Scene 4: Michaelion

The Michaelion is a galactic headquarters where a meeting of delegates from different stars has been called in order to elect a new President. He or she must be a "galaxy operator" who can translate universal messages no one else can understand. The scene consists of three sub-scenes.

Präsidium
As the delegates arrive, the word goes round that the favourite candidate is named Lucicamel. In the auditorium, someone is listening to a short-wave radio, occasionally mimicking the sounds. After a while, he leaves.

"Kakabel" from Michaelion: choir members hold up the seven globes and comment (Birmingham Opera, 24 August 2012) Stockhausen Michaelion Kakabel 24Aug2012.png
"Kakabel" from Michaelion: choir members hold up the seven globes and comment (Birmingham Opera, 24 August 2012)

Luzikamel
Lucicamel, who is a Bactrian camel, arrives accompanied by a trombonist dressed in white, and is greeted by the delegates. In a series of events, he presents himself to the assembly.

Trombonut (Stephen Menotti) and Lucicamel in the Camel Dance from Michaelion (Birmingham Opera, 24 August 2012) Stockhausen Michaelion Kameltanz 24Aug2012(1).png
Trombonut (Stephen Menotti) and Lucicamel in the Camel Dance from Michaelion (Birmingham Opera, 24 August 2012)
Luca (Michael Leibundgut), with his short-wave radio, emerges from Lucicamel (Birmingham Opera, 24 August 2012) Stockhausen Michaelion Moment50 24Aug2012.png
Luca (Michael Leibundgut), with his short-wave radio, emerges from Lucicamel (Birmingham Opera, 24 August 2012)

Operator
As Michael's Operator, Luca listens to broadcasts received on a short-wave radio in order to provide reports in response to problems successively posed by eleven delegates, who imitate him, poorly but humorously.

  • Thinki. An alto delegate's question (in German) is accompanied by a flautist in an ornate cadenza, and the Operator replies (in English), that "Leo lion galaxies ask Michael if God wants Michael, Eve, Lucifer to work together for cosmic solidarity".
Just before the Space Sextet, a soprano (Ruth Kerr, accompanied by Chloe l'Abbe, flute) sings "I see ... a clarinet above a harbour, a bassoon above a steam train, ..." (Birmingham Opera, 24 August 2012) Stockhausen Michaelion Moment72 24Aug2012.png
Just before the Space Sextet, a soprano (Ruth Kerr, accompanied by Chloé l'Abbé, flute) sings "I see … a clarinet above a harbour, a bassoon above a steam train, …" (Birmingham Opera, 24 August 2012)
  • Bassetsu Trio (Carousel). Trombonut and the trumpeter are now joined by a basset-horn player. Together they play and dance in a stylized, rotating choreography as the choir receives instruction from the Operator in various styles of singing and languages (Noh, Kabuki, American, Russian, Swedish, Italian, Kölsch, French, Zulu, Bavarian, Greek, Dutch, North German, and Chinese). A soprano from the choir sings about her home, the sun of planet Earth—"terra magica"—describing moments from Orchester-Finalisten ("I see oboes above cathedrals, I see a cello gently floating above an airport by the sea ..."). The tenors enter slowly, each holding a small book and softly singing the text "Litanei" from Stockhausen's 1968 composition cycle Aus den sieben Tagen .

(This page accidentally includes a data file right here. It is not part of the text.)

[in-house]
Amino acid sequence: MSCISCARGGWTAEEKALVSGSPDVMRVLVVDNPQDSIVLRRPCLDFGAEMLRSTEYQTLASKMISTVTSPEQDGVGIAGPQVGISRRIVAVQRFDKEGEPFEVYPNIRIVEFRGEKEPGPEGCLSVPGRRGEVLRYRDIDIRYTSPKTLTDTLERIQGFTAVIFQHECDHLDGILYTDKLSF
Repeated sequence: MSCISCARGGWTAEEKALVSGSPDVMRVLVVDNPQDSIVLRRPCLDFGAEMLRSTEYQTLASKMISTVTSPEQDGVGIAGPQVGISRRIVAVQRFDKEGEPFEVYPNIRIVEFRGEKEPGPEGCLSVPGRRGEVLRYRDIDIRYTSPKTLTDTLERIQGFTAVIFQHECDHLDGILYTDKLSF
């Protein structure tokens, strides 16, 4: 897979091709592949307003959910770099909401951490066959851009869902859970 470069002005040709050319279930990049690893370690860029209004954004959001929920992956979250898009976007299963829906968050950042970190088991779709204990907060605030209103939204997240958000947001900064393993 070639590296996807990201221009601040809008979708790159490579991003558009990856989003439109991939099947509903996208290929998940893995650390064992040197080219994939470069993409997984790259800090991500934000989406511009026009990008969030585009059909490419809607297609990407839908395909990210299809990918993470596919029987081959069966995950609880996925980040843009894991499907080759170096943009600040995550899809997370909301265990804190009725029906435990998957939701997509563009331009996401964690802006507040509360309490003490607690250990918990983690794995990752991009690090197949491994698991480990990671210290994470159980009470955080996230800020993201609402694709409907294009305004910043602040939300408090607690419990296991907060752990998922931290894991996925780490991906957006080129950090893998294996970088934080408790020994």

• "Menschen, hört" ("Mankind, Hear")—Space-Sextet. The delegates are sent out to the distant corners of the universe. Six of them are each presented with one of the planet-globes to take along, and come out into the auditorium to sing a concluding sextet as they rotate clockwise around the audience. As they leave the hall, the Operator is alone on the stage and gradually fades from sight, still transforming short-wave sounds, until only the nocturnal firmament is left shining above.

Mittwochs-Abschied

Mittwochs-Abschied, Birmingham, 23 August 2012 Stockhausen Mittwochs-Abschied Birmingham 23Aug2012.png
Mittwochs-Abschied, Birmingham, 23 August 2012

The Wednesday Farewell is the electronic music from scene 2 which, like the electronic music for act 2 of Dienstag , is projected octophonically through speakers arranged at the corners of a cube surrounding the audience. Here, however, it is played "beyond mirrored visions", in the form of video projections of the eleven space-events of Orchester-Finalisten, in the foyer as the audience departs. [8]

Press reception (staged premiere)

The premiere performances were sold out. The venue's capacity was 500 with the audience moving between the two massive halls of Argyle Works. Birmingham Opera Company fielded a 100 strong acting company of "Vick's wonderful army of talented volunteers", [10] a trademark of the company, who performed alongside the singers and instrumentalists, and sometimes also amongst the audience, "holding the fulcrum between humour and mystery on which the whole production was so skilfully balanced". [11] Writing in the Frankfurter Allgemeine Zeitung , Jörn Florian Fuchs cited Kathinka Pasveer's musical direction as a "truly brilliant realization of the score". [12] Agreeing with this assessment of Pasveer's accomplishment, David Fallows added that "one of the important details of any live performance of Stockhausen has always been the sheer gorgeousness of the sound projection, making its impact right from the first moments of the magically lucid Wednesday Greeting". [13] Anna Picard concluded in The Independent that it was an "unhurried, ecstatic promenade production" and that "Stockhausen's dream was realised wittily and lovingly". [14]